An Eskom employee who has been at the employ of the power utility from 2004, Snehal Nagar, told the commission of inquiry how processes were flouted so the entity could make a prepayment of R659 million to Gupta-linked Tegeta on the same day it became clear that the Gupta-affiliated company was short of that same sum to purchase the Optimum coal mine.
The advance payment was for coal which the power utility had not received at the time the payment was made.
Nagar said on April 12, 2016, he received an e-mail from Ayanda Ntetha requesting that the R659 million, as he and Ntetha had discussed, should be paid to Tegeta. However, Nagar said he could not recall the discussion with Ntetha and the prepayment to the Gupta-linked company.
“In the context of what we do, the R659 million is not necessarily a high figure, what would have stuck out is the prepayment, which is unusual,” Nagar said.
He said a pro forma invoice also dated April 12, 2016, was attached to the e-mail from Ntetha, adding that Eskom did “not make any payments on a pro forma invoice”.
Nagar further said that there was “no contract underpinning” the pro forma invoice and that the email from Ntetha did not include any supporting documents regarding the prepayment to Tegeta.
On April 13, 2016, at around 10 am and 11 am, Nagar said while he was driving to meet a client in Pretoria, he received a phone call from Maya Naidoo who worked at the office of the then Eskom CFO Anoj Singh.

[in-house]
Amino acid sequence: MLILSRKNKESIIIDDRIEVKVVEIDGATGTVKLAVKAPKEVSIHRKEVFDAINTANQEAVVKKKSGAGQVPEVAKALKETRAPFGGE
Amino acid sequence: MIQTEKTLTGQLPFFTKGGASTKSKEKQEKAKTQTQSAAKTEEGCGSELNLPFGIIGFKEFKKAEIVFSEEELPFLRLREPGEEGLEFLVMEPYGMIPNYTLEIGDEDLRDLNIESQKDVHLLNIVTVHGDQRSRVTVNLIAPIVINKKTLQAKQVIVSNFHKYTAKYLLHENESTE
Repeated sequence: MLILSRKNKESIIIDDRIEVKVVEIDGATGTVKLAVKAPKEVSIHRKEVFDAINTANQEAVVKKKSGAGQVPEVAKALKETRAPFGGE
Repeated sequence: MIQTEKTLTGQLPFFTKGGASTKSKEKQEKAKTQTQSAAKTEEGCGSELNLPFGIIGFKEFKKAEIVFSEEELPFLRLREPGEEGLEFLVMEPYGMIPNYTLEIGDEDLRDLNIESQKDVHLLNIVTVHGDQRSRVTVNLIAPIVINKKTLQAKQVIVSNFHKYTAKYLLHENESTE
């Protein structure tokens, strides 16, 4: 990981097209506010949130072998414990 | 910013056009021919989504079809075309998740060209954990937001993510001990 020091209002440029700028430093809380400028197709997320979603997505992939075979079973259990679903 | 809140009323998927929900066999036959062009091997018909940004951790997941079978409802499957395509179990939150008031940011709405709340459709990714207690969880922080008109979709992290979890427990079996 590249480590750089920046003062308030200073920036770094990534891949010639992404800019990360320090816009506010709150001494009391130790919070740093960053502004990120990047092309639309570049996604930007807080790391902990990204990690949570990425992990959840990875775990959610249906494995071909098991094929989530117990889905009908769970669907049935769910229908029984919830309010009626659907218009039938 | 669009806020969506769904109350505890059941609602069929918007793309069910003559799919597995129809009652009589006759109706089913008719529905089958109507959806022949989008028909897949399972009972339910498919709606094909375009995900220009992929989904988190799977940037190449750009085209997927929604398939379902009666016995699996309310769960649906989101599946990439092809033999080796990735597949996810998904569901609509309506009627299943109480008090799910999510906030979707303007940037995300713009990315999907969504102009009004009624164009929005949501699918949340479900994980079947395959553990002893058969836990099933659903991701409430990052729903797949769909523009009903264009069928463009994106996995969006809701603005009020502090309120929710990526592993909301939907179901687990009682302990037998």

Naidoo instructed “us” to make a payment approved by the board tender committee of R659 million and indicated payment should be made by 2pm, Nagar said.
He said he then requested Naidoo to formalise the instruction and send the necessary supporting documents around the payment and that they a had discussion on whether all the relevant stakeholders necessary to process the payment had been notified.
“Miss Naidoo said she would chat with whoever she had to talk to,” Nagar said.
He added that during the phone call, Naidoo did not give him any reasons why the payment had to be processed urgently and that “we didn’t get into the details of the transaction itself”. Nagar said the details of the transaction unfolded later.
He said between the period of 2004 and 2015 while at Eskom he had never encountered a payment which had to be made with such urgency, in particular, considering that the coal had not been received by the power utility.
Nagar then detailed the process which should have been followed before an agreement was entered into with Tegeta and the process which should have been followed thereafter but was not.
Nagar told the commission that Eskom does not “budget for a prepayment but we budget to buy coal, there was a budget to buy the coal,” in response to a question whether budget had been allocated for the prepayment.
Nagar’s testimony continues: